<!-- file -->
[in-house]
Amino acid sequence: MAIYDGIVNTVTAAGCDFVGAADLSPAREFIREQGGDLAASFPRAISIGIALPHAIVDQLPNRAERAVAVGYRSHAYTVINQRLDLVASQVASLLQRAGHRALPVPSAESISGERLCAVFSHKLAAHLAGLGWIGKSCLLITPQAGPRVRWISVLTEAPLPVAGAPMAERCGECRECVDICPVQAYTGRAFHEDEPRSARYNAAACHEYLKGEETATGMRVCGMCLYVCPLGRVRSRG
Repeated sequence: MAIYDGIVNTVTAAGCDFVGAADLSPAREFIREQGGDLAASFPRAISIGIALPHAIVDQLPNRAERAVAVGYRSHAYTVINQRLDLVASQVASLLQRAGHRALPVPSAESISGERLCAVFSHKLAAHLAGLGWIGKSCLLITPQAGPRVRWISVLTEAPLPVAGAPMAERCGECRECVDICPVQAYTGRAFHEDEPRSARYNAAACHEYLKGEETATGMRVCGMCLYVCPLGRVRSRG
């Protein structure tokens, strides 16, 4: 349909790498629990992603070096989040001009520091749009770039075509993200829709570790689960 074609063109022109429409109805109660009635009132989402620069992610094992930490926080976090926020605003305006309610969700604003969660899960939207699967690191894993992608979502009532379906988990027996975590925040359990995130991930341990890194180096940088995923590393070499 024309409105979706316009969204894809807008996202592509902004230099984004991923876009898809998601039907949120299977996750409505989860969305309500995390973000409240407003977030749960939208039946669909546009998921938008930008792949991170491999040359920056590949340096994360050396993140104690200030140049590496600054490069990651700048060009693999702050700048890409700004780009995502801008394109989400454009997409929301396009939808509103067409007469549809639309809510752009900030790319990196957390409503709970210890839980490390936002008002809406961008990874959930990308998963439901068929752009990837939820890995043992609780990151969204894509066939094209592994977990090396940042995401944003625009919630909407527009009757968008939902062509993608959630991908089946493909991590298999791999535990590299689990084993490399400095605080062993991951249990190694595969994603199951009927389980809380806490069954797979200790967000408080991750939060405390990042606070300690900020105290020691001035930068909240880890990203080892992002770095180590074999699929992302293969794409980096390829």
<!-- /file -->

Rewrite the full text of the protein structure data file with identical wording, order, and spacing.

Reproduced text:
[in-house]
Amino acid sequence: MAIYDGIVNTVTAAGCDFVGAADLSPAREFIREQGGDLAASFPRAISIGIALPHAIVDQLPNRAERAVAVGYRSHAYTVINQRLDLVASQVASLLQRAGHRALPVPSAESISGERLCAVFSHKLAAHLAGLGWIGKSCLLITPQAGPRVRWISVLTEAPLPVAGAPMAERCGECRECVDICPVQAYTGRAFHEDEPRSARYNAAACHEYLKGEETATGMRVCGMCLYVCPLGRVRSRG
Repeated sequence: MAIYDGIVNTVTAAGCDFVGAADLSPAREFIREQGGDLAASFPRAISIGIALPHAIVDQLPNRAERAVAVGYRSHAYTVINQRLDLVASQVASLLQRAGHRALPVPSAESISGERLCAVFSHKLAAHLAGLGWIGKSCLLITPQAGPRVRWISVLTEAPLPVAGAPMAERCGECRECVDICPVQAYTGRAFHEDEPRSARYNAAACHEYLKGEETATGMRVCGMCLYVCPLGRVRSRG
């Protein structure tokens, strides 16, 4: 349909790498629990992603070096989040001009520091749009770039075509993200829709570790689960 074609063109022109429409109805109660009635009132989402620069992610094992930490926080976090926020605003305006309610969700604003969660899960939207699967690191894993992608979502009532379906988990027996975590925040359990995130991930341990890194180096940088995923590393070499 024309409105979706316009969204894809807008996202592509902004230099984004991923876009898809998601039907949120299977996750409505989860969305309500995390973000409240407003977030749960939208039946669909546009998921938008930008792949991170491999040359920056590949340096994360050396993140104690200030140049590496600054490069990651700048060009693999702050700048890409700004780009995502801008394109989400454009997409929301396009939808509103067409007469549809639309809510752009900030790319990196957390409503709970210890839980490390936002008002809406961008990874959930990308998963439901068929752009990837939820890995043992609780990151969204894509066939094209592994977990090396940042995401944003625009919630909407527009009757968008939902062509993608959630991908089946493909991590298999791999535990590299689990084993490399400095605080062993991951249990190694595969994603199951009927389980809380806490069954797979200790967000408080991750939060405390990042606070300690900020105290020691001035930068909240880890990203080892992002770095180590074999699929992302293969794409980096390829």